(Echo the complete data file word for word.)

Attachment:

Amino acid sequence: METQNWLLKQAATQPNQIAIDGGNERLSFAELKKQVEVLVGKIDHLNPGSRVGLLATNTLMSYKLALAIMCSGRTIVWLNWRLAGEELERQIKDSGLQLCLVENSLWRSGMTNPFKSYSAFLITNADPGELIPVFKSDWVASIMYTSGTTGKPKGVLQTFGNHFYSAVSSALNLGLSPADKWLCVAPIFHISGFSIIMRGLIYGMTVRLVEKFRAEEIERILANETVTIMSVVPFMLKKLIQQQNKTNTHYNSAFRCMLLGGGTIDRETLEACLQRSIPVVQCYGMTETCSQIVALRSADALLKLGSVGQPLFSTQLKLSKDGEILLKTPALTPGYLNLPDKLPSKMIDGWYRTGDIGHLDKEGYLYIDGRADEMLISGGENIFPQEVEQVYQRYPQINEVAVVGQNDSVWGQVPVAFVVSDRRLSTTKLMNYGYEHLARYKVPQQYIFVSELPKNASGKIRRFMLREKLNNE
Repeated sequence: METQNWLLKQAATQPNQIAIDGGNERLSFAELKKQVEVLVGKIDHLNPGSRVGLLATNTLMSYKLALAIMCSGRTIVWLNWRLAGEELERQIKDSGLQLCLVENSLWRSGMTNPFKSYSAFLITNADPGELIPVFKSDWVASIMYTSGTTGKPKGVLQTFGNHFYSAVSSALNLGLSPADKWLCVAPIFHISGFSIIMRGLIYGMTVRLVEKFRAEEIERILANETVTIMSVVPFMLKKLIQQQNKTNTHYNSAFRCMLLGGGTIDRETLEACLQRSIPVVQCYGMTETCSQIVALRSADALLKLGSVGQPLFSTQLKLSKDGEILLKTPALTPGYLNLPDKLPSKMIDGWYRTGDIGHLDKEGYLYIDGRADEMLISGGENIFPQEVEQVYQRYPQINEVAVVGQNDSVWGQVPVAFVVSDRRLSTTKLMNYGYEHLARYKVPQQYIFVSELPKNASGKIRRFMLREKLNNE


Amino acid sequence: METQNWLLKQAATQPNQIAIDGGNERLSFAELKKQVEVLVGKIDHLNPGSRVGLLATNTLMSYKLALAIMCSGRTIVWLNWRLAGEELERQIKDSGLQLCLVENSLWRSGMTNPFKSYSAFLITNADPGELIPVFKSDWVASIMYTSGTTGKPKGVLQTFGNHFYSAVSSALNLGLSPADKWLCVAPIFHISGFSIIMRGLIYGMTVRLVEKFRAEEIERILANETVTIMSVVPFMLKKLIQQQNKTNTHYNSAFRCMLLGGGTIDRETLEACLQRSIPVVQCYGMTETCSQIVALRSADALLKLGSVGQPLFSTQLKLSKDGEILLKTPALTPGYLNLPDKLPSKMIDGWYRTGDIGHLDKEGYLYIDGRADEMLISGGENIFPQEVEQVYQRYPQINEVAVVGQNDSVWGQVPVAFVVSDRRLSTTKLMNYGYEHLARYKVPQQYIFVSELPKNASGKIRRFMLREKLNNE
Repeated sequence: METQNWLLKQAATQPNQIAIDGGNERLSFAELKKQVEVLVGKIDHLNPGSRVGLLATNTLMSYKLALAIMCSGRTIVWLNWRLAGEELERQIKDSGLQLCLVENSLWRSGMTNPFKSYSAFLITNADPGELIPVFKSDWVASIMYTSGTTGKPKGVLQTFGNHFYSAVSSALNLGLSPADKWLCVAPIFHISGFSIIMRGLIYGMTVRLVEKFRAEEIERILANETVTIMSVVPFMLKKLIQQQNKTNTHYNSAFRCMLLGGGTIDRETLEACLQRSIPVVQCYGMTETCSQIVALRSADALLKLGSVGQPLFSTQLKLSKDGEILLKTPALTPGYLNLPDKLPSKMIDGWYRTGDIGHLDKEGYLYIDGRADEMLISGGENIFPQEVEQVYQRYPQINEVAVVGQNDSVWGQVPVAFVVSDRRLSTTKLMNYGYEHLARYKVPQQYIFVSELPKNASGKIRRFMLREKLNNE